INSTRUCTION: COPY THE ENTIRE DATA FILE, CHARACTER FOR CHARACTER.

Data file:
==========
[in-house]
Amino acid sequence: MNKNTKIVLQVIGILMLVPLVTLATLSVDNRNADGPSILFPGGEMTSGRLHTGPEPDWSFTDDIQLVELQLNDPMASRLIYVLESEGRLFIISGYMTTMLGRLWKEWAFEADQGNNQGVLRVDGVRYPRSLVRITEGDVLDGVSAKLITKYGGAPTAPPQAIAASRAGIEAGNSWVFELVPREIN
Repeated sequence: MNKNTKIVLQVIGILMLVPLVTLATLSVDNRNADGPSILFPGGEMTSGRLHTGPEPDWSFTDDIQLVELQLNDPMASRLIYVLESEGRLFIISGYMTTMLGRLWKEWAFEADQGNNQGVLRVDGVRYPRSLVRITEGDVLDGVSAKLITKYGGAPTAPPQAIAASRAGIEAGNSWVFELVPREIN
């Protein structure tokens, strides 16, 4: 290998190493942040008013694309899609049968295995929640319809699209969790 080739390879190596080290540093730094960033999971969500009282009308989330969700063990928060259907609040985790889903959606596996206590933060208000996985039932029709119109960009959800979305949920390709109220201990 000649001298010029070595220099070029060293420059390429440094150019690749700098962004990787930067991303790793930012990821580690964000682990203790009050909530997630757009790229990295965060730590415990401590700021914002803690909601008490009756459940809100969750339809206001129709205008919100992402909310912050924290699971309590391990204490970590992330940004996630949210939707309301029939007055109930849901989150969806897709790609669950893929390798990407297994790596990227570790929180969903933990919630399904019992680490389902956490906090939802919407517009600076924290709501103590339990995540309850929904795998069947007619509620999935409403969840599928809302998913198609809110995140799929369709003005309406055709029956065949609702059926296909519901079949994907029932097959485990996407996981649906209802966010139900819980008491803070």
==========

[in-house]
Amino acid sequence: MNKNTKIVLQVIGILMLVPLVTLATLSVDNRNADGPSILFPGGEMTSGRLHTGPEPDWSFTDDIQLVELQLNDPMASRLIYVLESEGRLFIISGYMTTMLGRLWKEWAFEADQGNNQGVLRVDGVRYPRSLVRITEGDVLDGVSAKLITKYGGAPTAPPQAIAASRAGIEAGNSWVFELVPREIN
Repeated sequence: MNKNTKIVLQVIGILMLVPLVTLATLSVDNRNADGPSILFPGGEMTSGRLHTGPEPDWSFTDDIQLVELQLNDPMASRLIYVLESEGRLFIISGYMTTMLGRLWKEWAFEADQGNNQGVLRVDGVRYPRSLVRITEGDVLDGVSAKLITKYGGAPTAPPQAIAASRAGIEAGNSWVFELVPREIN
């Protein structure tokens, strides 16, 4: 290998190493942040008013694309899609049968295995929640319809699209969790 080739390879190596080290540093730094960033999971969500009282009308989330969700063990928060259907609040985790889903959606596996206590933060208000996985039932029709119109960009959800979305949920390709109220201990 000649001298010029070595220099070029060293420059390429440094150019690749700098962004990787930067991303790793930012990821580690964000682990203790009050909530997630757009790229990295965060730590415990401590700021914002803690909601008490009756459940809100969750339809206001129709205008919100992402909310912050924290699971309590391990204490970590992330940004996630949210939707309301029939007055109930849901989150969806897709790609669950893929390798990407297994790596990227570790929180969903933990919630399904019992680490389902956490906090939802919407517009600076924290709501103590339990995540309850929904795998069947007619509620999935409403969840599928809302998913198609809110995140799929369709003005309406055709029956065949609702059926296909519901079949994907029932097959485990996407996981649906209802966010139900819980008491803070």